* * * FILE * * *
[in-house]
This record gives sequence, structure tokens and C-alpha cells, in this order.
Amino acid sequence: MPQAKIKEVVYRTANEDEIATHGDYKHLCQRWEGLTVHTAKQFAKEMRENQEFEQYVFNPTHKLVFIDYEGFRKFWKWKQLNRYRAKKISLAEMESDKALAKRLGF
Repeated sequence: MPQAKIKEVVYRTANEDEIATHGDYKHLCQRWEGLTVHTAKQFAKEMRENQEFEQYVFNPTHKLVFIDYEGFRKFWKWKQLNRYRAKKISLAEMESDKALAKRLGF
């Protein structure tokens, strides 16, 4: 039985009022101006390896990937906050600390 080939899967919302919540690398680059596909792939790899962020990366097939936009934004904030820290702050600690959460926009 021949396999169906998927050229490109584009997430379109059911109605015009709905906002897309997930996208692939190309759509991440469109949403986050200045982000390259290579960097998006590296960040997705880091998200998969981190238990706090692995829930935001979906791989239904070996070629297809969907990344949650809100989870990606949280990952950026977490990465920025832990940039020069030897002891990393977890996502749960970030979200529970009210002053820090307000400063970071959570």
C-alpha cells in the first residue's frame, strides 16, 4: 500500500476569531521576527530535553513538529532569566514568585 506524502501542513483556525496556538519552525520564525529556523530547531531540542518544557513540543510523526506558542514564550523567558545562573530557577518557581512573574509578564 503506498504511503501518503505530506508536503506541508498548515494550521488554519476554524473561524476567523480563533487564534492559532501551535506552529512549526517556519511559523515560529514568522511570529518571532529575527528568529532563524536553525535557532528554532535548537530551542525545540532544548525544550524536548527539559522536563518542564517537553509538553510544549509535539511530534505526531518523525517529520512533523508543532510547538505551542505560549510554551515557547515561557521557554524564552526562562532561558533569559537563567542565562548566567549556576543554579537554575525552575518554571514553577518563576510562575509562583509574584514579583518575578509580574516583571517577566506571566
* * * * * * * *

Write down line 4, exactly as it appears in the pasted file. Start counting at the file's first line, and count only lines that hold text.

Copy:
Repeated sequence: MPQAKIKEVVYRTANEDEIATHGDYKHLCQRWEGLTVHTAKQFAKEMRENQEFEQYVFNPTHKLVFIDYEGFRKFWKWKQLNRYRAKKISLAEMESDKALAKRLGF